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Michigan House District 109 -Partial term ending 1/1/2019

General Election: November 7, 2017Duties: The Michigan House of Representatives shares responsibility with the Michigan Senate to enact new laws and amend or repeal existing laws.Qualifications: State Representatives may serve a maximum of three full terms. They must be at least 21 years of age and a registered voter in their district. There are 110 State House districts which are re-apportioned after each census.Term: Remainder of 2-year termVote for ONE (1).
  • Rich Rossway (Rep)

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    Sara Cambensy (Dem) Administrator, Marquette Area Public Schools

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    Wade Roberts (Grn) GPMI Candidate For State Rep MI 109th

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Biographical Information

Priorities: What are your top three state legislative priorities and how would you address them?

Education: What measures do you support/propose to achieve improved educational outcomes for students and for school districts?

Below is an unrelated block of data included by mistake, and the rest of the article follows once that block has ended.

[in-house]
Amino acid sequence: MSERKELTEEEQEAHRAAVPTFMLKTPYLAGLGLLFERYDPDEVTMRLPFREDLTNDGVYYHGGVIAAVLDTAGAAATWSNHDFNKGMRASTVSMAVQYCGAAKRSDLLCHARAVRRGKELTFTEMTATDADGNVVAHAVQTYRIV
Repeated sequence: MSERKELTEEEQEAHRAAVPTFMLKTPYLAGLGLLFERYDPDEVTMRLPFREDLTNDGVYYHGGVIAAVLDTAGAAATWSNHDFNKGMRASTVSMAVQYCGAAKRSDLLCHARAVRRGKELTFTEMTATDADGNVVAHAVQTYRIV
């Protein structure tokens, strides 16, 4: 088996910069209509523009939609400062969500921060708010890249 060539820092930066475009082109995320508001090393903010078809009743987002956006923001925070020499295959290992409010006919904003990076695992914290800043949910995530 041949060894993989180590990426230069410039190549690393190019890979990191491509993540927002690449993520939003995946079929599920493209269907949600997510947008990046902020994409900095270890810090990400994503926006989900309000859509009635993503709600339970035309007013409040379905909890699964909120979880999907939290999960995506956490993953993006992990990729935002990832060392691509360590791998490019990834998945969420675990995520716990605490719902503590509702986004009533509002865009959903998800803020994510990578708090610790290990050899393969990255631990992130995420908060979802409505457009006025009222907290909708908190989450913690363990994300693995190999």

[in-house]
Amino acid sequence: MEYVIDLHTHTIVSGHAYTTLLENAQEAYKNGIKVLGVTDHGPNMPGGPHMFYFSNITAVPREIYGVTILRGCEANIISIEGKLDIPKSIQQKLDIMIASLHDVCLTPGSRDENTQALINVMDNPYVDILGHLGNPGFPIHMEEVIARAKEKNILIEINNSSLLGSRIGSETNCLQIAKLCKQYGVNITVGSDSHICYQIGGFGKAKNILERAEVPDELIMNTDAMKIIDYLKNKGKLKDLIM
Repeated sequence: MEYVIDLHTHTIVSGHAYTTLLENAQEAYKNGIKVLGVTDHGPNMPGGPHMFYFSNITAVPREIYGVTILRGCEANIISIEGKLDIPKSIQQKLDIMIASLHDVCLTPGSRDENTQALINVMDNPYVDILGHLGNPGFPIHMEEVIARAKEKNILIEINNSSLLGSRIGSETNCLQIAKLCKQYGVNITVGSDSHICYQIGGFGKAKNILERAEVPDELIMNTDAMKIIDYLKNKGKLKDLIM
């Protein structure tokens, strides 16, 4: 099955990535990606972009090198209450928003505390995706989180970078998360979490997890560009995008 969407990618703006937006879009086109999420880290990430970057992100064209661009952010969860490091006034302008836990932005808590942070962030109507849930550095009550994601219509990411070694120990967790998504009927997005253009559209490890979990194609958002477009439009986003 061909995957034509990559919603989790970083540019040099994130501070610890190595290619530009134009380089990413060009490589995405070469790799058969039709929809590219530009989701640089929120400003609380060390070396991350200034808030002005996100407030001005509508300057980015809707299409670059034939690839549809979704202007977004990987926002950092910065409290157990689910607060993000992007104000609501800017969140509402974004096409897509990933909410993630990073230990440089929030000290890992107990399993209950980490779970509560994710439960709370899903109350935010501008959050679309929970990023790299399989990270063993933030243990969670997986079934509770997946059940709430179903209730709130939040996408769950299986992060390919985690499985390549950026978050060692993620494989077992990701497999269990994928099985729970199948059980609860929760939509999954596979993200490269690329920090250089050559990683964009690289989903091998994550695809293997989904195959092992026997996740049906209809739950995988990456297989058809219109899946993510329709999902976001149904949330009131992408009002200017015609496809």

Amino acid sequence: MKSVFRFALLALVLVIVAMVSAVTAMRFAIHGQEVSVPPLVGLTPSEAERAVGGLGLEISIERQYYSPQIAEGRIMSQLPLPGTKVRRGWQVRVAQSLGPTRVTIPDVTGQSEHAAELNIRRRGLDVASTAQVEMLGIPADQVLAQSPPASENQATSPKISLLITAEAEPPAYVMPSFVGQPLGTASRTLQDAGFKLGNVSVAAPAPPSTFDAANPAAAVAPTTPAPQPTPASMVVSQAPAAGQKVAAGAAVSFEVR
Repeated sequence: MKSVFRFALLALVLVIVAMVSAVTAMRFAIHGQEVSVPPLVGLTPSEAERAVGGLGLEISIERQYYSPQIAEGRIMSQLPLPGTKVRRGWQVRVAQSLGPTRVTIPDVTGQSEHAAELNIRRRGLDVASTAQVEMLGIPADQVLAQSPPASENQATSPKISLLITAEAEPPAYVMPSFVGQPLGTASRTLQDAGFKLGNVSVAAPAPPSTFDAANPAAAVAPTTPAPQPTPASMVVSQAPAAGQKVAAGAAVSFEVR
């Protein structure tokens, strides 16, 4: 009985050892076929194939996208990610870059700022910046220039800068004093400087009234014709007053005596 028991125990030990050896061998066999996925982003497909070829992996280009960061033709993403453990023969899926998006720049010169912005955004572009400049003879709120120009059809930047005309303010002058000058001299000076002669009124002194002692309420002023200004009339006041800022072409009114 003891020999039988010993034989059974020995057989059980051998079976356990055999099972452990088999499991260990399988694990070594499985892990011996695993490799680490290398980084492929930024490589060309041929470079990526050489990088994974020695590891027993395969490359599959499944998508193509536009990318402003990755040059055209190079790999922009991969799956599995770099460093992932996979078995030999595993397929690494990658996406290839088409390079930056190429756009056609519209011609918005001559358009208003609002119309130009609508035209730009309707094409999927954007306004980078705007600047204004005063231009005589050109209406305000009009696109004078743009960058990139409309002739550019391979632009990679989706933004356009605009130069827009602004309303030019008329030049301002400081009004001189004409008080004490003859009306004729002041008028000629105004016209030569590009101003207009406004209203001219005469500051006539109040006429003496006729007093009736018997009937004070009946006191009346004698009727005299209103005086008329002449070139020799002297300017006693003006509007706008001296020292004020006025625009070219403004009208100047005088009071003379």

Elections: What policy changes do you support regarding campaign funding and voting rights for Michigan voters?

Economy: What policies do you support to increase jobs and help Michigan residents improve their economic positions?

Energy & Environment: What actions or policies do you support to meet Michigan energy needs while protecting our water, air and land for current and future generations?

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Occupation / Current Position Director of Adult and Community Education, Marquette Area Public Schools
Education B.S. Education, NMU (2002); Masters in Public Administration, Concentration in State and Local Government, NMU (2012)
Qualifications / Experience Appointed Marquette Planning Commission (2009-2011), Elected, Marquette Charter Commission (2011-2012), Elected, Marquette City Commission (2012-2015), Elected, Marquette City Commissioner (2015-present)
Broadly speaking, my top three priorities are education, the economy and the environment. Addressing them, we need to invest more resources into public education (see my next answer); increase revenue sharing from the state back to our local municipalities; not give up on Michigan as a state that produces/makes things.....understanding that industry and a new economy of business technology and tourism jobs are rapidly infiltrating our state (a diversified economy is best for long-term stability/success); protect our Great Lakes in a state with abundant naturaral resources by supporting our MDNR, MDEQ policies.